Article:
At the event, Mr Bloomberg first described the audience as his “peeps”, and said that had he run for president that year, his “first campaign platform” would have been “to defend the banks.”
But, he added, “you know how well that’s gonna go down in this country”.
Mr Bloomberg then defended the banks more seriously: “Somebody's gotta stand up and do what we need. A healthy banking system that's going to take risks because that's what creates the jobs for everybody. And nobody's willing to say that.”
The audio was uploaded to hosting platform Soundcloud and sent to CNN and several journalists. The sender used the email address and username “CancelGoldman”, and claimed to have worked at Goldman Sachs for 14 years.
The Bloomberg campaign has confirmed that the audio is real. In an email to CNN, spokesperson Stu Loeser said that much of what Mr Bloomberg said was in jest, and that his remarks were of an analytical standard almost unheard of in current politics.
“What you hear in these remarks are a combination of jokes and detailed explanations of ways to make our government better that are far beyond what the current occupant of the Oval Office could read, let alone think."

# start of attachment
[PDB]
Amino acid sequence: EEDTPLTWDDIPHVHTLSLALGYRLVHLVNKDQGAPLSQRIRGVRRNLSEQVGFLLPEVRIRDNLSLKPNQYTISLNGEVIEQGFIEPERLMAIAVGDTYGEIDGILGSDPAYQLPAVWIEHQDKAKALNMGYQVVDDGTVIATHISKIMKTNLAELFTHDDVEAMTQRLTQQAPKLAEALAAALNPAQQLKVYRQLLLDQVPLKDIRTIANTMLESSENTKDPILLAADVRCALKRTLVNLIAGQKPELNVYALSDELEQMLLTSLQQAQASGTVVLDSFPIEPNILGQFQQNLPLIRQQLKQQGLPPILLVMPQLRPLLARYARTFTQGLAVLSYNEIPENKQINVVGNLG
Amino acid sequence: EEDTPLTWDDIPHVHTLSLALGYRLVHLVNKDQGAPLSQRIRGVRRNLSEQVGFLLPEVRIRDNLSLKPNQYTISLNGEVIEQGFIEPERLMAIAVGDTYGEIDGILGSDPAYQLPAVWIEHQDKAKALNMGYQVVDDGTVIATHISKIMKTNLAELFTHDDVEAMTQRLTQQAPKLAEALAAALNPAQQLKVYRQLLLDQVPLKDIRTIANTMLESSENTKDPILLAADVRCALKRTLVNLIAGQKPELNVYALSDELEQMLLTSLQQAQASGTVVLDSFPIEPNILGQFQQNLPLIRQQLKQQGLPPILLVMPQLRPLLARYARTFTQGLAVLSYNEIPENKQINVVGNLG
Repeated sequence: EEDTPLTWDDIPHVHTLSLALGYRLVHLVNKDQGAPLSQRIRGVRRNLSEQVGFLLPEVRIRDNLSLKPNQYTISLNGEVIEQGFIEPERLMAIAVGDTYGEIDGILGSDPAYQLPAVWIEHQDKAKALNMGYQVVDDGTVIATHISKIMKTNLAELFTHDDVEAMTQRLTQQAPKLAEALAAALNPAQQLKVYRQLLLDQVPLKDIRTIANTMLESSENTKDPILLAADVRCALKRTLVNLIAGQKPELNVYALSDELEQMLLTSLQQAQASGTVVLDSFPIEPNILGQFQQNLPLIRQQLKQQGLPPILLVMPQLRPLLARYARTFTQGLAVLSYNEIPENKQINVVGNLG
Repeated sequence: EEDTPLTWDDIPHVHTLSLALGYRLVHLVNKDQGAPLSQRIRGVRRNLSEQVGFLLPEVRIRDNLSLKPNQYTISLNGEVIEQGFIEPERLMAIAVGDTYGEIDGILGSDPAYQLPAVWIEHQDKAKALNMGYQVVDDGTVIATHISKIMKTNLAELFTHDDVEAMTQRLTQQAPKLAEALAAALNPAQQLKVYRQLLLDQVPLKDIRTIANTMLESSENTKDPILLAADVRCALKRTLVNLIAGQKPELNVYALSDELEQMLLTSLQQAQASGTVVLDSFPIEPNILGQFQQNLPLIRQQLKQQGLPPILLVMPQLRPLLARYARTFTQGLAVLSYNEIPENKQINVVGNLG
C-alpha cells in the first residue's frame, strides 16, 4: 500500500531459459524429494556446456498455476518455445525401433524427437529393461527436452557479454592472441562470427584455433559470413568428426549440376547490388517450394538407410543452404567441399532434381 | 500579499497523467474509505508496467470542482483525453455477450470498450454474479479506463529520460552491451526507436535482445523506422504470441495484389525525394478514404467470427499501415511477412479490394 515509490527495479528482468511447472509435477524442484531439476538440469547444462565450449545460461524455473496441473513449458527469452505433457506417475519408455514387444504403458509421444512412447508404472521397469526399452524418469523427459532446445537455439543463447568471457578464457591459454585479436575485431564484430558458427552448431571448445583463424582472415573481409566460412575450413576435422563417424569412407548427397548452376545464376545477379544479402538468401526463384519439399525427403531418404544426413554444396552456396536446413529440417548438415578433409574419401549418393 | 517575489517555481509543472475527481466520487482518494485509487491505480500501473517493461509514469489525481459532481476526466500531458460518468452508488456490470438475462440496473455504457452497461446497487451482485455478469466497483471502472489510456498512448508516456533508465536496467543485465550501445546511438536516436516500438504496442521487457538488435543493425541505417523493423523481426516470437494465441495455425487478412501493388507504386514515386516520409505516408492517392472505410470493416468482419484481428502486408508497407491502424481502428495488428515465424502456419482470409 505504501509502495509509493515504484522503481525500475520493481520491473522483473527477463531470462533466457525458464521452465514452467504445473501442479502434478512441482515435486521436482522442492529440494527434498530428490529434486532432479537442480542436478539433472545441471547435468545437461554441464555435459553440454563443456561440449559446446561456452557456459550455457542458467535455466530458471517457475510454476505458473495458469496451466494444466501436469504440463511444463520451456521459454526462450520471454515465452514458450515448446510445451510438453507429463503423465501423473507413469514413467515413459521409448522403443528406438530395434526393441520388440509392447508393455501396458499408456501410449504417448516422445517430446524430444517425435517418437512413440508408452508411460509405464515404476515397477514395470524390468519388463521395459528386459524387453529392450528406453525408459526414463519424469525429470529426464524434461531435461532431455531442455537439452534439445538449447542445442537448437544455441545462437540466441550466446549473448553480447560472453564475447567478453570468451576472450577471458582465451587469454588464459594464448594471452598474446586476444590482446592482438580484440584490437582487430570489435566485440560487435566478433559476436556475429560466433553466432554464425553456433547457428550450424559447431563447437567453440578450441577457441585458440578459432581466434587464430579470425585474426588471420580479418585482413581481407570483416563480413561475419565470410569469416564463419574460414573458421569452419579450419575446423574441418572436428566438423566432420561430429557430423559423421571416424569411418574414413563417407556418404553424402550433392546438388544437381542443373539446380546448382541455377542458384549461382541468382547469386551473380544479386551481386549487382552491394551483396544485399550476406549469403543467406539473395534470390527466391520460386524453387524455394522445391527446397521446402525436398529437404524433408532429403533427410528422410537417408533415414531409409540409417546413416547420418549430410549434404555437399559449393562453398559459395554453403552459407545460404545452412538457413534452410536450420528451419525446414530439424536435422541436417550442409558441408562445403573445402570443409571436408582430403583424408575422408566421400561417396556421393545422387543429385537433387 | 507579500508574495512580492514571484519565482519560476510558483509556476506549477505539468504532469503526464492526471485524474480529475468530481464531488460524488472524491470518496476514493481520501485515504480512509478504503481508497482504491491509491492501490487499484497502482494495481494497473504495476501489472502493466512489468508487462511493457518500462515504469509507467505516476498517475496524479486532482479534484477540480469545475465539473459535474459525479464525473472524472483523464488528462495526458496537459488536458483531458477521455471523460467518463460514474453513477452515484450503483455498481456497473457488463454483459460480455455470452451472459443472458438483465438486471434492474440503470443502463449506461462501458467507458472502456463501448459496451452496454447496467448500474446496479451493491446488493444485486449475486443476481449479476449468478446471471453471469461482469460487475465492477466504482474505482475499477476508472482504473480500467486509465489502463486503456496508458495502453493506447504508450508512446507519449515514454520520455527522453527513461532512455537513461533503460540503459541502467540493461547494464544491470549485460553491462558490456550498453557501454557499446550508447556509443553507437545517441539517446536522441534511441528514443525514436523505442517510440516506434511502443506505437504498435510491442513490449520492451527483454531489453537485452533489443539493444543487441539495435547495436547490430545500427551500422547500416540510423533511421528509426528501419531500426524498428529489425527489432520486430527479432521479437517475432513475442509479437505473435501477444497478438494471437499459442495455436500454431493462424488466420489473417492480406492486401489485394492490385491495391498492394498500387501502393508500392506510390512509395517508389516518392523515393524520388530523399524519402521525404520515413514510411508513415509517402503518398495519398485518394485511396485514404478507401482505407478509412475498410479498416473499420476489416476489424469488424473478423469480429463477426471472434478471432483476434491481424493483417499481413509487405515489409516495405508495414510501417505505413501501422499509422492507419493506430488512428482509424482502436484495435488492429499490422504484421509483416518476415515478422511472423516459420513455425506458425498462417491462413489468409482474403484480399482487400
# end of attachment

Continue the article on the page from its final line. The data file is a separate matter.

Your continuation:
Besides his defence of banks, Mr Bloomberg also raised the alarm about income inequality, warning his audience that “anytime we've had this before, society blows up and they do set up the guillotines, and the guillotines don't have to be chop your head off.
“They could be confiscatory taxes, they could be seizing the endowments of uh, educational institutions and um, philanthropic organizations, all of which those proposals are out there.”
The audio also contains sections more directly relevant to Mr Bloomberg’s current presidential campaign.
Asked about the rise of the radical right both in the US and around the world, Mr Bloomberg said the progressive left is also “scary” – citing current candidate Elizabeth Warren as an example.
"The left is arising. The progressive movement is just as scary," he says in the tape. "Elizabeth Warren on one side. And whoever you want to pick on the Republicans on the right side?"
Ms Warren recently tore into Mr Bloomberg when he appeared at his first Democratic debate, citing his history of sexist remarks and saying that “Democrats take a huge risk if we just substitute one arrogant billionaire for another”.
Mr Bloomberg has been criticised for the amount he is spending on his presidential campaign, which is now running into the hundreds of millions of dollars – all drawn from his vast personal fortune.
While he has used that money to flood upcoming primaries with advertising and hire hundreds of staffers, recent polling from key states shows him struggling to catch up with frontrunner Bernie Sanders.
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